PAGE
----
Burli and dairy farm manager Bob Geiman offered tours of the modern milking process.  School children observed firsthand the all the teamwork efforts that go into producing healthy, nutritious and safe food. Under blue and gold tents Cooperative Extension educators provided additional learning, including exhibits on corn and corn products, healthy beverages and the importance of exercise.  A popular puppet and people show, the Adventures of Peter Rabbit in Farmer McGregor’s Garden was performed numerous times by volunteer Master Gardeners.

Local 4-H youth members brought their project animals, providing  a talkative tom turkey, horse, sheep, goats, ducks and rabbits  for young students to interact with and pet. UD Poultry Extension provided a chick hatchery and baby chick display, the inhabitants of which are now taking a much needed rest after being gently cupped by 1700 little hands.

Any area school or daycare center up to the second grade are invited to attend, with registration opening in late January before the May tour. The event is free.

For more information about the Sussex County Farm Tour contact the 4-H office at 856-7303.  Additional photos of the farm tour may be found at 4-H’s Flickr site:


In Memoriam: Samuel Gwinn

April 13, 2012 under CANR News

Dr. Samuel Gwinn of Newark, former director of University of Delaware Cooperative Extension and former state director of Delaware 4-H, died April 10 at the age of 92.  A leading and beloved figure in the Delaware agriculture community, he was known affectionately as “Mr. 4-H.”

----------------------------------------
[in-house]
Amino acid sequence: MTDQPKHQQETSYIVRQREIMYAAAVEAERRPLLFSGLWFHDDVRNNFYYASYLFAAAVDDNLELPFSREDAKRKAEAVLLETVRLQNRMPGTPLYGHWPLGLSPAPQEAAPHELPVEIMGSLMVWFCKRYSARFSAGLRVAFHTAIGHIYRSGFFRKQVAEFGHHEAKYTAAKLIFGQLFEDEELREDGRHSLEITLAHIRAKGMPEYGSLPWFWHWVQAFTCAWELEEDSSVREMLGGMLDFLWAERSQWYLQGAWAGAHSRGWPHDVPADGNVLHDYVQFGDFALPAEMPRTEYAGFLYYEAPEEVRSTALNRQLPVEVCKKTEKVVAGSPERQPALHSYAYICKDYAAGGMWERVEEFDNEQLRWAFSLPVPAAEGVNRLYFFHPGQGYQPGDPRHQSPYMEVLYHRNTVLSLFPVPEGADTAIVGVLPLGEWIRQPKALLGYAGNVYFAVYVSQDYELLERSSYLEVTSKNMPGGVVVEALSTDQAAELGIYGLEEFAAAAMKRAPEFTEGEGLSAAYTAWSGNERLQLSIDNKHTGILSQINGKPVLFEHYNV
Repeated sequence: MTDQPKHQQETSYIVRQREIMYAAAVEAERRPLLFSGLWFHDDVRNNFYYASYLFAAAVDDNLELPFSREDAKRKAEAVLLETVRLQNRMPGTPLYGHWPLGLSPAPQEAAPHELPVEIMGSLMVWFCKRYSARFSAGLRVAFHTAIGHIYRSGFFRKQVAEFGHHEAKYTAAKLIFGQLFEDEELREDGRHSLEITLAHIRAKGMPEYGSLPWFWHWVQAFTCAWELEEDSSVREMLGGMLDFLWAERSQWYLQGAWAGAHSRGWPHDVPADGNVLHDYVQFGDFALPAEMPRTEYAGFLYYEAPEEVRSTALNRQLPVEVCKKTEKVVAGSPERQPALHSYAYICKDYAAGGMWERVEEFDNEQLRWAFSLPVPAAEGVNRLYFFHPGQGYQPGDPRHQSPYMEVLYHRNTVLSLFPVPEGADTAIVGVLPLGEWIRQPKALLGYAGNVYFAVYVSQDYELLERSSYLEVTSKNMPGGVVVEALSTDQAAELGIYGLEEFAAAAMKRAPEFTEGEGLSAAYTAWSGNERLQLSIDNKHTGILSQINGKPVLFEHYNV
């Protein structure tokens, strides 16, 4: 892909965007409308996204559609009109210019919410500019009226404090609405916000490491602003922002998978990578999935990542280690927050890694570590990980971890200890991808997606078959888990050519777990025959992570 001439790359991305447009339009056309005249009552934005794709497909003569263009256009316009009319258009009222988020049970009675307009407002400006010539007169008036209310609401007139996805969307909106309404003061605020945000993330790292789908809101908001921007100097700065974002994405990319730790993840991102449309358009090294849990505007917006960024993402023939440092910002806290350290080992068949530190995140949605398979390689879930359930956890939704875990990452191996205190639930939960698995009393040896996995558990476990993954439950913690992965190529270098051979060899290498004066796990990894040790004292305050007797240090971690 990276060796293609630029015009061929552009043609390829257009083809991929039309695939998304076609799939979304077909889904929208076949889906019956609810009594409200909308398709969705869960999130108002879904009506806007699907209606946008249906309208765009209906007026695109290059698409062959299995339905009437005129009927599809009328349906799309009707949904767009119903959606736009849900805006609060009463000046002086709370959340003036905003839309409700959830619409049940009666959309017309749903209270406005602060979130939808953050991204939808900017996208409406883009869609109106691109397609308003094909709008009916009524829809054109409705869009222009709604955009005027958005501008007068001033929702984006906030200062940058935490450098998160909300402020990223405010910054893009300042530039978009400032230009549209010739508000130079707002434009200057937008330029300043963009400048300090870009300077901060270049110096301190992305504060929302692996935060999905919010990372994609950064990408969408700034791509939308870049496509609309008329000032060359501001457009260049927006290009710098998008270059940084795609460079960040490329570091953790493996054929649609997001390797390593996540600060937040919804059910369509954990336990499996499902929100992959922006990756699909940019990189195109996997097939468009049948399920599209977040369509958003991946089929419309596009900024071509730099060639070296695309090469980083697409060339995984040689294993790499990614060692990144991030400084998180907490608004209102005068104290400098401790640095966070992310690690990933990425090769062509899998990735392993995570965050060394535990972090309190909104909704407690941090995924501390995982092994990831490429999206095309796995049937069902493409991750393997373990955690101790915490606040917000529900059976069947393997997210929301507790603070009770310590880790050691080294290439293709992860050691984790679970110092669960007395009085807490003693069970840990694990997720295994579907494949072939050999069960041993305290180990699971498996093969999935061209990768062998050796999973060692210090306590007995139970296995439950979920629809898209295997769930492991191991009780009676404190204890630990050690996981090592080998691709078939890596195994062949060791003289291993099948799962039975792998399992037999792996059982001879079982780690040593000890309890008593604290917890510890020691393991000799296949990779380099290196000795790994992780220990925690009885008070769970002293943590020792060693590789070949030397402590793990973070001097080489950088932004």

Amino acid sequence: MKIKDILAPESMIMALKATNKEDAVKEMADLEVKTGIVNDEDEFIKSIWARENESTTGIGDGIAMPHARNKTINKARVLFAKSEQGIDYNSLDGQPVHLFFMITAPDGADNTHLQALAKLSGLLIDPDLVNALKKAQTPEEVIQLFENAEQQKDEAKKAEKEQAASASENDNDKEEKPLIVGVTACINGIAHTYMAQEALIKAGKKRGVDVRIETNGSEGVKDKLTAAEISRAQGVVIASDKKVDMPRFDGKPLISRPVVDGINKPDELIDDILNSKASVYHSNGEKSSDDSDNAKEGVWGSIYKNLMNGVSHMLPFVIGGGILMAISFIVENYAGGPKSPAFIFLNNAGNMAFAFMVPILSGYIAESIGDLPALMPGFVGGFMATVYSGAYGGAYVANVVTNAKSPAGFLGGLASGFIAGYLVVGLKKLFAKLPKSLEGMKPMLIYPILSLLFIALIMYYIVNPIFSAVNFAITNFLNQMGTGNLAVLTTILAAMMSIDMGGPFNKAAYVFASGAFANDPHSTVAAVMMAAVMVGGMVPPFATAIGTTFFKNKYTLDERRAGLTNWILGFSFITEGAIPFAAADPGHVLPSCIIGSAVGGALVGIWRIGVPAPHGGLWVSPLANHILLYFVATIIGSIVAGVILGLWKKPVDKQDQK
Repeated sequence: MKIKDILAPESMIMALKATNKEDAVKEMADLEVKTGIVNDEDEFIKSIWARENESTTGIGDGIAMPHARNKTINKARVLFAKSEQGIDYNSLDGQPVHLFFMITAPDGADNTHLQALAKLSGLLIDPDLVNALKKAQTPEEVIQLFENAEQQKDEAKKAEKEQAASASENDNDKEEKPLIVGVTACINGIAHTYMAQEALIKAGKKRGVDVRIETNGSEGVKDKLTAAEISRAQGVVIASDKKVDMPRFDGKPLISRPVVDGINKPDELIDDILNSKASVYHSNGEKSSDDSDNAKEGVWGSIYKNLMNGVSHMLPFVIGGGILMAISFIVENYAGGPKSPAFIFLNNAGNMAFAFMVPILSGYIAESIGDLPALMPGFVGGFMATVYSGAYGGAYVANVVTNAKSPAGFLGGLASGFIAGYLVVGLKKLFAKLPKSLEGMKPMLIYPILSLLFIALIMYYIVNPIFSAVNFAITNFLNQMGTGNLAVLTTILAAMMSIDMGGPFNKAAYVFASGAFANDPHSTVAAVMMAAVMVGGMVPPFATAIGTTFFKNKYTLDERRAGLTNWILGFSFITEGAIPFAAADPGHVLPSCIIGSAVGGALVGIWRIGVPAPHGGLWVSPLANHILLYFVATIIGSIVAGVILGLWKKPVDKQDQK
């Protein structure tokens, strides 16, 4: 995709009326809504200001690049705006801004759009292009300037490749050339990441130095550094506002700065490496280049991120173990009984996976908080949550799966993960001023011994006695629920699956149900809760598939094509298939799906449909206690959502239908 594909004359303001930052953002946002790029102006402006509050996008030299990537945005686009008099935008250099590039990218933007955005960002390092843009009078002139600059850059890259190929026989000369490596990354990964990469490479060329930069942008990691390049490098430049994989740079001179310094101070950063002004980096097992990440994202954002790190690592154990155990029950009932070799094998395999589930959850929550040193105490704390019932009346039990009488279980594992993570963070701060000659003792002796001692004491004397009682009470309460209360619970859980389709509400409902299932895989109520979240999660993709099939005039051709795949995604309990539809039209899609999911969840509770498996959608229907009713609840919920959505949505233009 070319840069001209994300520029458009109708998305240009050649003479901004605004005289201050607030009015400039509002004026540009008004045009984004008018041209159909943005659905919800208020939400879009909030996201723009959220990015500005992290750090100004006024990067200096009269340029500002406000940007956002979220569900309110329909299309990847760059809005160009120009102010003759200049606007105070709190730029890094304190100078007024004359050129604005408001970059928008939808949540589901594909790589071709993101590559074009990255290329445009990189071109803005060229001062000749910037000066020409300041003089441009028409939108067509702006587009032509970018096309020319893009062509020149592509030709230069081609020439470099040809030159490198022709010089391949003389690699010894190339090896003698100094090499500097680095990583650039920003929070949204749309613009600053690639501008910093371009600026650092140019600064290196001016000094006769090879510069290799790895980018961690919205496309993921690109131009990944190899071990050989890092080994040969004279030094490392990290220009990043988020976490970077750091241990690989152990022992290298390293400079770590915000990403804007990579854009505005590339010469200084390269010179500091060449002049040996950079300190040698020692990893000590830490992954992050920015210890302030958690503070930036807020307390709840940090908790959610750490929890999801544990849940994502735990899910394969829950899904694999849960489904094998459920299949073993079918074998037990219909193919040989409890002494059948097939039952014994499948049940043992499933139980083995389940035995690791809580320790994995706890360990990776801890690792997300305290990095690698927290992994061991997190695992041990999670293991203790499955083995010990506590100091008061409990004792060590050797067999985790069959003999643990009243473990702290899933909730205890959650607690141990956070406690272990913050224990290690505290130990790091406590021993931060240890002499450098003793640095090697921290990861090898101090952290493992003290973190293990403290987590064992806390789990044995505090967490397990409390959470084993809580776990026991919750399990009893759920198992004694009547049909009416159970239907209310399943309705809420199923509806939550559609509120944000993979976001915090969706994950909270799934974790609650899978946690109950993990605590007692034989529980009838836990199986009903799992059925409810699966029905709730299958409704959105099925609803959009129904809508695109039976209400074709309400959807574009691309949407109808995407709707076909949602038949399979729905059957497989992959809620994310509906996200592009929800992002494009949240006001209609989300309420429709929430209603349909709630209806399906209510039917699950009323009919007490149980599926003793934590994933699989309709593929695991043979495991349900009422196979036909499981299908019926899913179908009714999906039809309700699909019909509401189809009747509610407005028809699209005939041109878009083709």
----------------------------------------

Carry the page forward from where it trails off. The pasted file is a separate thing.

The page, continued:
Born in Meadowbridge, W.Va., Dr. Gwinn began his lifelong interest in agriculture and animal husbandry on his family’s 200-acre farm in Lockbridge, W.Va. At the age of 10, he joined a 4-H club and participated in corn, pig and vegetable projects, as well as judging contests, camps and other 4-H activities.

Dr. Gwinn served in the U.S. Army during World War II and received a Purple Heart. After the war, he received bachelor’s and master’s degrees from West Virginia University.

In 1948, Dr. Gwinn began working for UD Cooperative Extension as a Sussex County Cooperative Extension agent. He was appointed Delaware’s 4-H director in 1951. From 1955 to 1957, Dr. Gwinn took a sabbatical to earn a doctorate from the University of Wisconsin. In 1962 he became the director of UD Cooperative Extension, a position he held until his retirement 22 years later.

Dr. Gwinn was responsible for a broad range of accomplishments but was said to be most proud of his work in creating the 4-H overnight camp at Camp Barnes in Assawoman Bay Wildlife Area. Prior to Dr. Gwinn’s arrival in Delaware in 1948, Delaware had no overnight summer 4-H camp.

Dr. Gwinn established the Delaware 4-H Foundation, the fundraising arm of the organization that helps to pay for special programs, including sponsoring children who couldn’t otherwise afford to participate in 4-H activities.